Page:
Friday, July 29, 2011

Sweet, sustainable serindipity

Ever since I read Joan Gussow Dye's This Organic Life a number of years ago I have been inspired to find a way to eat food that has not been carted halfway around the world by fossil fuel sucking airplanes.  While we do enjoy a mango or a pineapple from time to time, I think it's foolish for our long term survival on this planet to fully base our diet on things that are grown in far away places.  Michael Pollan, another of my heroes, had this to say about Joan, regarded as the mother of the sustainable food movement:  “Once in a while, I think I’ve had an original thought, then I look and read around and realize Joan said it first.”

The documentary Food Inc. encouraged me to move away from the usual handful of meat suppliers and seek grass-fed or free-range organic beef and chicken.  This led me to Whole Foods  Wallet (expensive), and Trader Joe's (too much packaging, no local food) in search of alternatives for produce.  I was incensed the day I started looking at the labels on Trader Joe's produce, and virtually everything they had came from Mexico.  How are we supposed to lead the world if we can't manage to produce anything in this country, not even our own food? I'll probably keep going back there for those addictive chocolate peanut butter cups, but my basket will not contain any produce.  I love going to Farmers' Markets, but have not managed to find one that I can make it to regularly.  I searched for Community Supported Agriculture (CSA) groups that had pickups in my area to no avail.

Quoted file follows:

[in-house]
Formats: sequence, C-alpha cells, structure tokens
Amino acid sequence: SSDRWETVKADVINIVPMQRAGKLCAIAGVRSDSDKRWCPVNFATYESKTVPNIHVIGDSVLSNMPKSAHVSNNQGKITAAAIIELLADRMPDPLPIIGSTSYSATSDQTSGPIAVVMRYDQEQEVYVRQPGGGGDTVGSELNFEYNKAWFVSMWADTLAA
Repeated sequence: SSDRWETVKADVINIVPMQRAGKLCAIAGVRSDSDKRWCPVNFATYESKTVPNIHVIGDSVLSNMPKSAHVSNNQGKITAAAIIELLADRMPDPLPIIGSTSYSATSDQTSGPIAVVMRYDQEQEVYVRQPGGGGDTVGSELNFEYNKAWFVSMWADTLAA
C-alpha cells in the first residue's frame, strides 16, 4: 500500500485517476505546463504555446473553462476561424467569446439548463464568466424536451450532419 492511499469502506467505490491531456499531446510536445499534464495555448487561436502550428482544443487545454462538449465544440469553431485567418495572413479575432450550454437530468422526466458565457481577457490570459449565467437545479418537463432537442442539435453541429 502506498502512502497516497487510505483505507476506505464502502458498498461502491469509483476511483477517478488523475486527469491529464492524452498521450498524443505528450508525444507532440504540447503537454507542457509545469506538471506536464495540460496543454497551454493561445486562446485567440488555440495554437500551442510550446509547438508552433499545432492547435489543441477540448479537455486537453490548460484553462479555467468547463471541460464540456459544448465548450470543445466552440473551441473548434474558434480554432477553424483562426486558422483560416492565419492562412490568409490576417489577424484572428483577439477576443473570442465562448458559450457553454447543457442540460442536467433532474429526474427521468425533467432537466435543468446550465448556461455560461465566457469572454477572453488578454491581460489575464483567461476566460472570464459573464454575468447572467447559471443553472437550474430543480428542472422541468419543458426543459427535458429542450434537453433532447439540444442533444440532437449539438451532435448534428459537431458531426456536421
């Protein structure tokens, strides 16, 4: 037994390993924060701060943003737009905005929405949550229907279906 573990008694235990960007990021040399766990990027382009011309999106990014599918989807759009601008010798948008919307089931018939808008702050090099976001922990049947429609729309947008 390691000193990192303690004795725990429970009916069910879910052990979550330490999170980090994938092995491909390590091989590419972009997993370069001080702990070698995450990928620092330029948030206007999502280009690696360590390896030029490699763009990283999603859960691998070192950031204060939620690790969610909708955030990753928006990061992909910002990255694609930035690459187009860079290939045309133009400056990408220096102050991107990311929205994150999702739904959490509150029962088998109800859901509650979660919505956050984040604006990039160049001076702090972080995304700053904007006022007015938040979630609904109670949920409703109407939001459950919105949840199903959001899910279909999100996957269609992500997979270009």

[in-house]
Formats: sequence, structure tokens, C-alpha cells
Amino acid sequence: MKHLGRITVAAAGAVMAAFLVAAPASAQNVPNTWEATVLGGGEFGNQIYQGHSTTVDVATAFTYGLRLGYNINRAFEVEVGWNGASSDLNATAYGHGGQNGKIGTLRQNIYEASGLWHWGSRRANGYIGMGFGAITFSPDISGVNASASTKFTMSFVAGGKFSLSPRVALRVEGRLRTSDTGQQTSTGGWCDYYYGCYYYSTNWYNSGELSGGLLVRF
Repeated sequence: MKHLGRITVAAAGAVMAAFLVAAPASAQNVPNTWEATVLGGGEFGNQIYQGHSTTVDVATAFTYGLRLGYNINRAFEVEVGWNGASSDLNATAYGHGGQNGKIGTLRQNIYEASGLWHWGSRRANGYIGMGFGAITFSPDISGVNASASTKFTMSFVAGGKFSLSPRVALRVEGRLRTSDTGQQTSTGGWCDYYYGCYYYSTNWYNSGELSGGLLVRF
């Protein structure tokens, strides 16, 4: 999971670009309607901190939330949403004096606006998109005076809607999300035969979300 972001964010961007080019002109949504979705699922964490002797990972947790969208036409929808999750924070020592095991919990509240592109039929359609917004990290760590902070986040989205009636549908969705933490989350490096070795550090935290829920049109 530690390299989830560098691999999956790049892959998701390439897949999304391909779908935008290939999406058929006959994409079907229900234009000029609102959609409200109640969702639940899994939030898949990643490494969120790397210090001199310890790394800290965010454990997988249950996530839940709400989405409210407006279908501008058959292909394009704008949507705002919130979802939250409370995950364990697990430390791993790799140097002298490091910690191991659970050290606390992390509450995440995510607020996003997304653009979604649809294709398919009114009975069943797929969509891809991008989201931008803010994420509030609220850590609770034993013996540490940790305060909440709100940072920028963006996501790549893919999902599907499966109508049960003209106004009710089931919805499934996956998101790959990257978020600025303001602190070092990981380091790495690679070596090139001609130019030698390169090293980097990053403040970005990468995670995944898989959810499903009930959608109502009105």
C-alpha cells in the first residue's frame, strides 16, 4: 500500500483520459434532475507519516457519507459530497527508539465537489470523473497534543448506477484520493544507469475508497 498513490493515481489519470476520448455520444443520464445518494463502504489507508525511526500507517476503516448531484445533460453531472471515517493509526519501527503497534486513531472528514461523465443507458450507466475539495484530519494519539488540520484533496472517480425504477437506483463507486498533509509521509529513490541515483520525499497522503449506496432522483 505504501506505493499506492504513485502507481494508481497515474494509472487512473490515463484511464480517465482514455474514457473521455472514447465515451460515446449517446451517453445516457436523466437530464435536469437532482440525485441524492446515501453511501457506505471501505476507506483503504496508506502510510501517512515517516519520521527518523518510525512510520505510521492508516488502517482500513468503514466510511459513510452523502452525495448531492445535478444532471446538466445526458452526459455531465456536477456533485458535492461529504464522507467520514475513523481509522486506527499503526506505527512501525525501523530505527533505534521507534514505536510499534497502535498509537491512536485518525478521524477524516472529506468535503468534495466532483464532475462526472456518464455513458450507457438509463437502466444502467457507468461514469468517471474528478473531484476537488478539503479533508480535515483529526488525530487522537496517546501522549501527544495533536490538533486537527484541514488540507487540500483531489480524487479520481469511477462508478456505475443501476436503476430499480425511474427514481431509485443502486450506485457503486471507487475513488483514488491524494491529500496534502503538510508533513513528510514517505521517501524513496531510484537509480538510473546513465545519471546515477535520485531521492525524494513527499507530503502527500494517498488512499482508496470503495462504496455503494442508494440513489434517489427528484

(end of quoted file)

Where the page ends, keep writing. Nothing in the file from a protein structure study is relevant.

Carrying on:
And now, by sweet chance, I have found a local CSA and signed up for their weekly produce box.  I'm watering plants for a neighbor the next couple of weeks, and he offered that I could pick up his box while he was gone.  I'm so glad I did!   Abounding Harvest Mountain Farm, in partnership with Old House Farm, have started Neighbor Farms CSADaniel and Nancy are friends and neighbors with some of our own friends who live near them, and have turned an unusual and incredible piece of property into a food producing machine.  I can even walk to the weekly pick up location, and their selection of organic fruits and vegetables complements the few that we are able to grow in our increasingly shady yard.

This week the box contained some beautiful beets, zucchini, kale, heirloom tomatoes, basil, salad greens, cucumbers and more.  I'll get a picture of next week's box.  Their mountain property has a great Southwestern exposure that's hospitable to all kinds of fruit trees as well, and I can't wait until the pomegranates come in the fall.


I can't tell you how amazing this discovery makes me feel, the fact that friends are growing our food, that little fossil fuels were required to grow it and bring it to my house, and that we're using our food money to help a local, responsible business operate.  And with the eggs we're now starting to get from our hens, we're on our way to independence.

If you live in the Felton, Santa Cruz, Scotts Valley, or the surrounding mountains like I do, check them out and sign up.

3 comments:

Barbara Lewis said...

I used to participate in a CSA program in our area. The grower also supplied some of the best restaurants in D.C. Boy were we lucky with a lot of the things he provided. I'm not in one place long enough to continue to participate now, but at the time it was a great treat.

SummersStudio said...

Good for you! We also try very hard and are mostly sucessful in eating locally for the same reasons as you. We are very fortunate that we live in an area where there is a lot of local produce with a state sponsored farmers market nearby. It feels good and right to go and pick out my vegies and fruit on Saturday morning. The very best thing about this is that we are eating really good field ripened produce. Much tastier than anything from the supermarket.

kate mckinnon said...

Good for you! This is such a great business and food model. I wish I were ever in one place long enough to do it myself.

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